Common Nginx Misconfigurations and Hardening Tips

Common Nginx Misconfigurations and Hardening Tips

As of March 2021, one in three websites on the internet runs on Nginx, according to a web survey by Netcraft. Nginx web server powers high-performance applications in a responsive, efficient manner and is useful for load balancing, HTTP caching, mail proxying, and reverse proxying. With the ability to handle 40,000 inactive HTTP connections with just 10Mb of memory, it is the go-to choice for high-traffic sites. This post covers the Common Nginx misconfigurations that leave your web server open to attack and include practical hardening tips to improve your cybersecurity posture.

Hardening Tips for Nginx Security Misconfiguration


Disable Nginx server_tokens

Information disclosure is a blessing to attackers; finding out the version of Nginx you are running enables them to choose just the right vulnerability to exploit! As such it is recommended that you configure your Nginx webserver to not display its version in the server header by editing the nginx.conf file as follows: 

 server_tokens off;


Hide proxy headers

Disable the signature of the platform you are running on e.g Apache or PHP to prevent information disclosure using:

 proxy_hide_header X-Powered-By;


Configure Nginx to use security headers

Add an X-frame-options header to prevent clickjacking attacks.

 add_header X-Frame-Options SAMEORIGIN;


Enforce the use of TLS

You can instruct browsers to only use TLS connections for your site using the strict-transport-security header as follows:

 add_header Strict-Transport-Security max-age=15768000

If forcing connections to be over TLS is not desirable for your use case, you can instead listen on 443 (HTTPS) instead of 80(HTTP) on a per-server basis as follows:

 server { 

      # server listening for SSL traffic on port 443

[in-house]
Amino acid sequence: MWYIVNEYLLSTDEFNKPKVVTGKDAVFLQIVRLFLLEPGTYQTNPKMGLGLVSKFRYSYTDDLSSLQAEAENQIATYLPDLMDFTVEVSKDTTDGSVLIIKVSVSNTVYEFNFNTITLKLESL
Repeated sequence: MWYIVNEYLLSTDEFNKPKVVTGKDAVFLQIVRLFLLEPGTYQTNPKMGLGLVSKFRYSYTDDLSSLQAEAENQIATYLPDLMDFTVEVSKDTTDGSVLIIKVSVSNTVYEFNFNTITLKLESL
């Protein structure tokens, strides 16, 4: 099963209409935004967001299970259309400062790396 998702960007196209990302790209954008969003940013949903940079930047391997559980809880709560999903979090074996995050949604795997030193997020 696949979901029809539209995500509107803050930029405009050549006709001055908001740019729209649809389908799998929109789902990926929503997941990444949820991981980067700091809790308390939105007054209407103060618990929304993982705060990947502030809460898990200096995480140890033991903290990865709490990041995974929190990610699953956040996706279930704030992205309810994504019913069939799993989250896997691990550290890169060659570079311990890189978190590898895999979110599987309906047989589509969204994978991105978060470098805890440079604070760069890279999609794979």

listen 443 ssl; 



Limit the use of unwanted HTTP methods

Disable the HTTP methods you have no intention of using on your web server by adding this condition in the location block of the config file.

 location / { 

      #only allow GET HEAD POST methods 

      limit_except GET HEAD POST {deny all;} 



Restrict Access by IP or password

Nginx gives you the option of whitelisting IP access to select sections of your website, which you can utilize as follows:

 location /admin-only { 

     #only allow access from the IPs defined 

     allow; # allows this one IP access allow; # allows this IP range access 

     deny all; # denies every other IP access



Additionally, Nginx can also enforce access based on passwords like Apache does with .htaccess and .htpasswd files.

 location /admin-only { 

     #only allow access from the users defined in the password

     file auth_basic  ¨ Administrators lounge¨; 

     auth_basic_user_file /path/to/password/file;



The password file would look as follows:






Common Nginx Misconfigurations


Passing Uncontrolled Requests to PHP 

Most Nginx example configs for PHP advocate for passing every URI ending in .php to the PHP interpreter which could result in arbitrary code execution by third parties on most PHP setups.

 location ~* \.php$ { 

     fastcgi_pass backend; 

     # additional code here 



In this example, all requests that the .php file extension will be passed to the FastCGI backend. A default PHP configuration is set so that it attempts to guess the file you want to execute in cases where the full path specified does not lead to a file that exists on the system. Let's say you request for /community/anime/naruto.php, which does not exist while /community/anime/naruto.gif actually does exist; the PHP interpreter will process /community/anime/naruto.gif. If naruto.gif contains embedded PHP code, it will execute. 


● Set cgi.fix_pathinfo=0 in php.ini which causes the PHP interpreter to try only the literal path given and stop processing if the file does not exist. 

● disable the execution of PHP files in directories with user uploads.

 location /uploads {